But this is not correct,
    because when I run a program they want to build again and again.
    I use CodeBlocks IDE and here is possible such errors because CB is still under developing.
    But I need CB because of usability in Windows and Linux.

    Is here any possibility to attach a project?

  12. #12
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    I finally get solution which compiles well
    header:

    Code:
    #ifndef BCLASS_H
    #define BCLASS_H
    
    class MyClass
    {
    public:
    	char   FullName[40];    
    	char   CompleteAddress[120];       
    	char   Gender;                 
    	double Age;                        
    	bool   myBool;    
    };
    
    int RWrecord (bool RW, long record, MyClass *mc);
    #endif //BCLASS_H
    function file:

    Code:
    int RWrecord (bool RW, long record, MyClass *mc)
    {
     std::string filename="myJunk.dat";
     if (RW)
        {
            std::ifstream ifs(filename.c_str(), std::ios::binary);
            ifs.seekg (sizeof(mc)*record, std::ios::beg);
            ifs.read((char*)&mc, sizeof(mc));
            ifs.close();
        }
        else
        {
            std::ofstream ofs(filename.c_str(), std::ios::binary);
            ofs.seekp (sizeof(mc)*record, std::ios::beg);
            ofs.write((char*)&mc, sizeof(mc));
            ofs.close();
        }
        return 0;
    }
    main:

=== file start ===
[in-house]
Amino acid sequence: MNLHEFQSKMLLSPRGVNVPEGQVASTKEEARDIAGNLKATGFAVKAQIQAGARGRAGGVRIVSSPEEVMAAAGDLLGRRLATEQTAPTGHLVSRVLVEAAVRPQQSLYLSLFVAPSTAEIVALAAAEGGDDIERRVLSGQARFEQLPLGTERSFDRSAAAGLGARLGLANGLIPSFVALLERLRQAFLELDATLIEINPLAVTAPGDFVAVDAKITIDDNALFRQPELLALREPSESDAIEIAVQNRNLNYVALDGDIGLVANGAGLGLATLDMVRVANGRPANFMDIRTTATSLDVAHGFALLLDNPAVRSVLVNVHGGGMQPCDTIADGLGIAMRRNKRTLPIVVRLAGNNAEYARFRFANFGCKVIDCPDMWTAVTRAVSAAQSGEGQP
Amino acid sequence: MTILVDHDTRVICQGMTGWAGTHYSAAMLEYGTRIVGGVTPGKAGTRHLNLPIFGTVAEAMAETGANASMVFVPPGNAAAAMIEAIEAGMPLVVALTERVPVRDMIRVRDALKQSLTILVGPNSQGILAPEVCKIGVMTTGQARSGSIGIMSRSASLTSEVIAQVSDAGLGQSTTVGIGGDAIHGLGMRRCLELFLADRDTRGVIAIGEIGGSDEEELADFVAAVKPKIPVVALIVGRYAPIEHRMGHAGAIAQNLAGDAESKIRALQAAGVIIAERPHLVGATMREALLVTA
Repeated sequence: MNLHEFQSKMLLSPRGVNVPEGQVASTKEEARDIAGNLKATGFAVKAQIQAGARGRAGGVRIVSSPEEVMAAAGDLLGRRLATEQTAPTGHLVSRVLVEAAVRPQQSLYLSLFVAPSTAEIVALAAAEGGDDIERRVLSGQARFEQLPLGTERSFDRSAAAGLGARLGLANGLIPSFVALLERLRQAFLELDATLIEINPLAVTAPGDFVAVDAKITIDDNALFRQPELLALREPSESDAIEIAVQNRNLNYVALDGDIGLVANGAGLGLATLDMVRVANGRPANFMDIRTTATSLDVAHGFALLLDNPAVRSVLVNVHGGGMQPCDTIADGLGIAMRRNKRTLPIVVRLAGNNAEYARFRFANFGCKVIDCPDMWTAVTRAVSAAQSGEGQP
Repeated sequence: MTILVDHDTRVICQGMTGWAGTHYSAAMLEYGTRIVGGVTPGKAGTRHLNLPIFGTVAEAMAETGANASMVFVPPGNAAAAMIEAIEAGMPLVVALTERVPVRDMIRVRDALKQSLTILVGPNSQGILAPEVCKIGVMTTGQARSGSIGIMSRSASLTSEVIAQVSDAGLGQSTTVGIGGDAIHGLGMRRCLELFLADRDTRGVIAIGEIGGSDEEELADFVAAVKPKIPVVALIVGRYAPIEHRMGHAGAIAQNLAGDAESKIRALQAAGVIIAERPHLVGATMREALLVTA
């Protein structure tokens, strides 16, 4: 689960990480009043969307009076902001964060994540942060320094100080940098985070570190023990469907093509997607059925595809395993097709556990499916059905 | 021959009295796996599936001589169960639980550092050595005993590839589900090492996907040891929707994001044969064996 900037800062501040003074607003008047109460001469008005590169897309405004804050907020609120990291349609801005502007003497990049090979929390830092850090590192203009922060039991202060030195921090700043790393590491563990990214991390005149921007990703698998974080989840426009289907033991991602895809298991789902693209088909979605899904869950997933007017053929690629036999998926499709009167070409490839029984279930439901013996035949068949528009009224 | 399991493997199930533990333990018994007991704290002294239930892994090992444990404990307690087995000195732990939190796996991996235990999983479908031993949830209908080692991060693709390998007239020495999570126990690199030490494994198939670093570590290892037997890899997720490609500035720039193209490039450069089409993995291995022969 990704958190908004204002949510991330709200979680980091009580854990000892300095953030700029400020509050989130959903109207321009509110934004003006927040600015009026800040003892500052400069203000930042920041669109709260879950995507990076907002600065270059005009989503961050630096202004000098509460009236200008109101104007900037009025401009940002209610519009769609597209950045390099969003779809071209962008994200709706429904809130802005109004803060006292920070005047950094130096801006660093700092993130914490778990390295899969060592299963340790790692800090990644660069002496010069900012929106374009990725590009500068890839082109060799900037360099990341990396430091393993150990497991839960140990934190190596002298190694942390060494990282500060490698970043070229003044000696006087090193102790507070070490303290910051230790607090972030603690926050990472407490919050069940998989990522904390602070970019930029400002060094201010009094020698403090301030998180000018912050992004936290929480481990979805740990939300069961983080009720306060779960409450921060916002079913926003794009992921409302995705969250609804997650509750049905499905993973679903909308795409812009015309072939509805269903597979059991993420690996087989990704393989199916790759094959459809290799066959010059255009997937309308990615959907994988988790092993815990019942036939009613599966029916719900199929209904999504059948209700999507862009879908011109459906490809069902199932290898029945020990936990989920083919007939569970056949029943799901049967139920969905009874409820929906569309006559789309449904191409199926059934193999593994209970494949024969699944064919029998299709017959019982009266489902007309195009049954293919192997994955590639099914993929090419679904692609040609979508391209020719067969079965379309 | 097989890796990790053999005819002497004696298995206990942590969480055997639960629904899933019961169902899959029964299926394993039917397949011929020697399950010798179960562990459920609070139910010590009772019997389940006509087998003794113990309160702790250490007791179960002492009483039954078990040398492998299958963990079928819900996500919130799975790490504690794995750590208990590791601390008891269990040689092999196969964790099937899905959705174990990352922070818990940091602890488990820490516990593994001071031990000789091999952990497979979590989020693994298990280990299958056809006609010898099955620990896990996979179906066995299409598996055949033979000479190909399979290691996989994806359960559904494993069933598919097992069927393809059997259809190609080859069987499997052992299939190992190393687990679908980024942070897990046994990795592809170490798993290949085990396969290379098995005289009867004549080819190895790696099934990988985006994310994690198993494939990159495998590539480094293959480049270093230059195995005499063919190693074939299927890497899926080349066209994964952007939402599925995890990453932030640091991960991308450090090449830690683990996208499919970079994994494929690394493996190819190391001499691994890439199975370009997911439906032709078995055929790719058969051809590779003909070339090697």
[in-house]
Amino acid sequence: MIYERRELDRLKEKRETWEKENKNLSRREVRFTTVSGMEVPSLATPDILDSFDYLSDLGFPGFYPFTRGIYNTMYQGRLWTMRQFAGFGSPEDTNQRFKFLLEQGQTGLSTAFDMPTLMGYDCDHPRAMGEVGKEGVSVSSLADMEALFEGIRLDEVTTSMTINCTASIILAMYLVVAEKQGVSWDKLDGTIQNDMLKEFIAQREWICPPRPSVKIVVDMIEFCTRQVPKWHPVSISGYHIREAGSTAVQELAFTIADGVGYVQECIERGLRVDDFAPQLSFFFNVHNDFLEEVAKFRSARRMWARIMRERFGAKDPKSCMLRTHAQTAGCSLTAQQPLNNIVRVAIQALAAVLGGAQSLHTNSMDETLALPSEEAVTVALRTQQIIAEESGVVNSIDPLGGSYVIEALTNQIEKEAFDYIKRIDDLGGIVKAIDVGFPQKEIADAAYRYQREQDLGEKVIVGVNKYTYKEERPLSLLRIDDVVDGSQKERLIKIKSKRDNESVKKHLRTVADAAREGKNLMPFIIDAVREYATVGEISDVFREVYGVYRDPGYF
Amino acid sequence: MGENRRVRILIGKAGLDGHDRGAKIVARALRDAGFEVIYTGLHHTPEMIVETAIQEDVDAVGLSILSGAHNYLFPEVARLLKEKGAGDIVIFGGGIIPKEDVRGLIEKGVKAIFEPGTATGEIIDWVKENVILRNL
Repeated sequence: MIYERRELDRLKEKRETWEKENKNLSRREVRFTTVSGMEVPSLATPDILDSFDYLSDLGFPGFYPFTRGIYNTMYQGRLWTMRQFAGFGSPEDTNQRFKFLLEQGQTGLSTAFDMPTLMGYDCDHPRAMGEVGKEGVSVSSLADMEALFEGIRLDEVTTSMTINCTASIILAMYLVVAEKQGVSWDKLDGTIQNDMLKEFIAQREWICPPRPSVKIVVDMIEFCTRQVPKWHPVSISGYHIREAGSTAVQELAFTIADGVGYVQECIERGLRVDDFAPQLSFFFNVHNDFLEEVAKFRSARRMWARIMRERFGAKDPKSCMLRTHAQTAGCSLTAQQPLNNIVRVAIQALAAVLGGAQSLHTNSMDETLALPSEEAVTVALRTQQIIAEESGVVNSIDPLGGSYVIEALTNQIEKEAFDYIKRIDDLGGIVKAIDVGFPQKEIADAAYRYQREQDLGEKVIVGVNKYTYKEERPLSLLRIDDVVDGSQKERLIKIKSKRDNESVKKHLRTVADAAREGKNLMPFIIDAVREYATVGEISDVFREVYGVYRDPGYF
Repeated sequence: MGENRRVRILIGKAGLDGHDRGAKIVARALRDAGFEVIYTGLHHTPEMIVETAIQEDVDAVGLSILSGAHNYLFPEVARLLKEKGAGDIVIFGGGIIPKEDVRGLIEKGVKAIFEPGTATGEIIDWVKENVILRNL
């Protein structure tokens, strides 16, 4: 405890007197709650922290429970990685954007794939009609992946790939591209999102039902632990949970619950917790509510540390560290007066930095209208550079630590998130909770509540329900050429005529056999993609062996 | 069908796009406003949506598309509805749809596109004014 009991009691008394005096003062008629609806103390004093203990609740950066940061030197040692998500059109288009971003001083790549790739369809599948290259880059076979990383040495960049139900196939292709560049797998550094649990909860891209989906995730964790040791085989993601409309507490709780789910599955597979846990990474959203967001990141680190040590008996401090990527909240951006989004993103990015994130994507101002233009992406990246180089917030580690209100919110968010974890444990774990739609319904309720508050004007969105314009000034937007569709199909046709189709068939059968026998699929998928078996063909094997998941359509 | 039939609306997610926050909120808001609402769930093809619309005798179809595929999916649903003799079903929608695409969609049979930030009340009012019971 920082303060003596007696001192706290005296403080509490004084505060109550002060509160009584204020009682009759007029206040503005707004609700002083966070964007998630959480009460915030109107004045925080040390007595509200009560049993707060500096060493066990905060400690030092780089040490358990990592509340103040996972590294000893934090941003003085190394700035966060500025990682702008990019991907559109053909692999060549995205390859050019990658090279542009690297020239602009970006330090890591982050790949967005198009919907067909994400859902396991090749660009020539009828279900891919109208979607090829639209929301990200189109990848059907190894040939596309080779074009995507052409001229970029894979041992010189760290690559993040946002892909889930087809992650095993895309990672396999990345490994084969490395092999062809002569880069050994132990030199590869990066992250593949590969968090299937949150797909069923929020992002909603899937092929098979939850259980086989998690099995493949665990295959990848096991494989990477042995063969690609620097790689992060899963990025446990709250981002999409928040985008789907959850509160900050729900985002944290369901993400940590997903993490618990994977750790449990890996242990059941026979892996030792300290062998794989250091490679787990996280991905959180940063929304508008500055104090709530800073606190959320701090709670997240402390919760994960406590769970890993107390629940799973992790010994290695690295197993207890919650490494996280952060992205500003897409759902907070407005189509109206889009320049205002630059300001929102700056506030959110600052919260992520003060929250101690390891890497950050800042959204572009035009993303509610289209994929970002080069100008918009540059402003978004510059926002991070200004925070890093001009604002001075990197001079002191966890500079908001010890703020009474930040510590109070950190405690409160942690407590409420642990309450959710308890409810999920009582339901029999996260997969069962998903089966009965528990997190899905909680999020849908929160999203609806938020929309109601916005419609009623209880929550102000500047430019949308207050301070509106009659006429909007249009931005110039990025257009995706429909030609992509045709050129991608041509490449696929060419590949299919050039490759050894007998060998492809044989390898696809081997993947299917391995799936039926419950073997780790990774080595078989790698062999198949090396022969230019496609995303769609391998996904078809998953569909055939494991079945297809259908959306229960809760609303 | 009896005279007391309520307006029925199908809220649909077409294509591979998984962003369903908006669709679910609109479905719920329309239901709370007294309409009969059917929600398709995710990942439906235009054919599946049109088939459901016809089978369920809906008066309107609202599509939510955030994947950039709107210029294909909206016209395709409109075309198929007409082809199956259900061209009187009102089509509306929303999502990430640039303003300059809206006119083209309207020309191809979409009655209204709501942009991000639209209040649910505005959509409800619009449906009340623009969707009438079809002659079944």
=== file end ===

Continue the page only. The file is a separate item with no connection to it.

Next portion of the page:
Code:
    int main()
    {
    	std::string filename="myJunk.dat";
    	remove(filename.c_str());
    
        bool RW;
        long record;
    	MyClass one;
    
    	strcpy(one.FullName, "Row two");
    	strcpy(one.CompleteAddress, "My row two adress");
    	one.Gender = 'M';
    	one.Age = 3.14;
    	one.myBool = true;
    
        record = 2;
        RW = true;
        int RWrecord (bool RW, long record, MyClass *one);
    
    //-------------------------------------------------------------------
    
        record = 2;
        RW = false;
        MyClass two;
    
        int RWrecord (bool RW, long record, MyClass *two);
    
    	std::cout << "My Information\n";
    	std::cout << "My Name: " << two.FullName << std::endl;
    	std::cout << "Address:      " << two.CompleteAddress << std::endl;
    
    	if(two.Gender == 'f' || two.Gender == 'F')
    		std::cout << "Gender:       Female" << std::endl;
    	else if(two.Gender == 'm' || two.Gender == 'M')
    		std::cout << "Gender:       Male" << std::endl;
    	else
        std::cout << "Gender:       Unknown" << std::endl;
    
        std::cout << "Age:          " << two.Age << std::endl;
    	return 0;
    }
    1 delete file if exist
    2 fill data values to copy of class "one"
    3 set RW to write and record to 2
    4 call RWrecord to write data to record 2 (171 byte from beggining of file)
    5 call RWrecord to read data from record 2 to new variable "two"
    6 print data from variable two to console

    Program compiles well
    but my data dont passes correct
    I assume that problem lies in my general missunderstanding of strings and pointers.
    So please if someone could correct my code to get it to working condition.
    Thanks.